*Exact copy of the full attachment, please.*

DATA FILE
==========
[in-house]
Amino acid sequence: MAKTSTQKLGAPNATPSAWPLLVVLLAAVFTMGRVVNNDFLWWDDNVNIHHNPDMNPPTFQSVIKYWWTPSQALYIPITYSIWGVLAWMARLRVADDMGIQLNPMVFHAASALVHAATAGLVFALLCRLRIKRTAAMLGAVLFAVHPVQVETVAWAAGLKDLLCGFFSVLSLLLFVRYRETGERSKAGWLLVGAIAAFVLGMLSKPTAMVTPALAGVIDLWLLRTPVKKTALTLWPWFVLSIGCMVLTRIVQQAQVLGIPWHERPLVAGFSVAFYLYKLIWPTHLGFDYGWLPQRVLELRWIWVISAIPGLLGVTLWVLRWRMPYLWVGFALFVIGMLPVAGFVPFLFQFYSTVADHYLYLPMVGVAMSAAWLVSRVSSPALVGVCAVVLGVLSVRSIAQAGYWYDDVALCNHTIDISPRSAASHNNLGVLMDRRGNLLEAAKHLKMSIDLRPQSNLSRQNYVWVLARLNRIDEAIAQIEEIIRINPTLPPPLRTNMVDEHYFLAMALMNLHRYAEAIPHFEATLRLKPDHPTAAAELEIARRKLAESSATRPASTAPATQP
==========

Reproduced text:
[in-house]
Amino acid sequence: MAKTSTQKLGAPNATPSAWPLLVVLLAAVFTMGRVVNNDFLWWDDNVNIHHNPDMNPPTFQSVIKYWWTPSQALYIPITYSIWGVLAWMARLRVADDMGIQLNPMVFHAASALVHAATAGLVFALLCRLRIKRTAAMLGAVLFAVHPVQVETVAWAAGLKDLLCGFFSVLSLLLFVRYRETGERSKAGWLLVGAIAAFVLGMLSKPTAMVTPALAGVIDLWLLRTPVKKTALTLWPWFVLSIGCMVLTRIVQQAQVLGIPWHERPLVAGFSVAFYLYKLIWPTHLGFDYGWLPQRVLELRWIWVISAIPGLLGVTLWVLRWRMPYLWVGFALFVIGMLPVAGFVPFLFQFYSTVADHYLYLPMVGVAMSAAWLVSRVSSPALVGVCAVVLGVLSVRSIAQAGYWYDDVALCNHTIDISPRSAASHNNLGVLMDRRGNLLEAAKHLKMSIDLRPQSNLSRQNYVWVLARLNRIDEAIAQIEEIIRINPTLPPPLRTNMVDEHYFLAMALMNLHRYAEAIPHFEATLRLKPDHPTAAAELEIARRKLAESSATRPASTAPATQP